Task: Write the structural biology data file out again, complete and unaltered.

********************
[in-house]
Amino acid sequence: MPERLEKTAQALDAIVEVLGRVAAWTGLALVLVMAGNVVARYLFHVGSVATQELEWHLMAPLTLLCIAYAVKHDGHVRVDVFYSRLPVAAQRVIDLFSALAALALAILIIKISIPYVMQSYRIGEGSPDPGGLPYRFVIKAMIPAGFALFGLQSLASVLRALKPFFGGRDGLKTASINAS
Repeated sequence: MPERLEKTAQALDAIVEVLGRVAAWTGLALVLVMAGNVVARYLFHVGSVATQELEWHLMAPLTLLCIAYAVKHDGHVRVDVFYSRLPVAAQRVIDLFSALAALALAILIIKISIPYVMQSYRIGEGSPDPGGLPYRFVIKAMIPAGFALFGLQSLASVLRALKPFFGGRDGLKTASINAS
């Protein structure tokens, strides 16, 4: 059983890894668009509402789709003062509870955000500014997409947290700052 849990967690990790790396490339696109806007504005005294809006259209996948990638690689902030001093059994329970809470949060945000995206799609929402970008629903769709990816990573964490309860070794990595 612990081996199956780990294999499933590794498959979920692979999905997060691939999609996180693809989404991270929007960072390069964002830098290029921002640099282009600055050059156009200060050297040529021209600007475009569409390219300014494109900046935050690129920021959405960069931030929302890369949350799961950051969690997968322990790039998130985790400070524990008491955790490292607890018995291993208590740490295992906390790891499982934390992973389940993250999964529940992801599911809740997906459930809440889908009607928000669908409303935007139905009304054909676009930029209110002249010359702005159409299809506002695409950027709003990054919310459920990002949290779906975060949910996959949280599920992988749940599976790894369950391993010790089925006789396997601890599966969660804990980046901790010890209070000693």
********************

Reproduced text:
[in-house]
Amino acid sequence: MPERLEKTAQALDAIVEVLGRVAAWTGLALVLVMAGNVVARYLFHVGSVATQELEWHLMAPLTLLCIAYAVKHDGHVRVDVFYSRLPVAAQRVIDLFSALAALALAILIIKISIPYVMQSYRIGEGSPDPGGLPYRFVIKAMIPAGFALFGLQSLASVLRALKPFFGGRDGLKTASINAS
Repeated sequence: MPERLEKTAQALDAIVEVLGRVAAWTGLALVLVMAGNVVARYLFHVGSVATQELEWHLMAPLTLLCIAYAVKHDGHVRVDVFYSRLPVAAQRVIDLFSALAALALAILIIKISIPYVMQSYRIGEGSPDPGGLPYRFVIKAMIPAGFALFGLQSLASVLRALKPFFGGRDGLKTASINAS
């Protein structure tokens, strides 16, 4: 059983890894668009509402789709003062509870955000500014997409947290700052 849990967690990790790396490339696109806007504005005294809006259209996948990638690689902030001093059994329970809470949060945000995206799609929402970008629903769709990816990573964490309860070794990595 612990081996199956780990294999499933590794498959979920692979999905997060691939999609996180693809989404991270929007960072390069964002830098290029921002640099282009600055050059156009200060050297040529021209600007475009569409390219300014494109900046935050690129920021959405960069931030929302890369949350799961950051969690997968322990790039998130985790400070524990008491955790490292607890018995291993208590740490295992906390790891499982934390992973389940993250999964529940992801599911809740997906459930809440889908009607928000669908409303935007139905009304054909676009930029209110002249010359702005159409299809506002695409950027709003990054919310459920990002949290779906975060949910996959949280599920992988749940599976790894369950391993010790089925006789396997601890599966969660804990980046901790010890209070000693």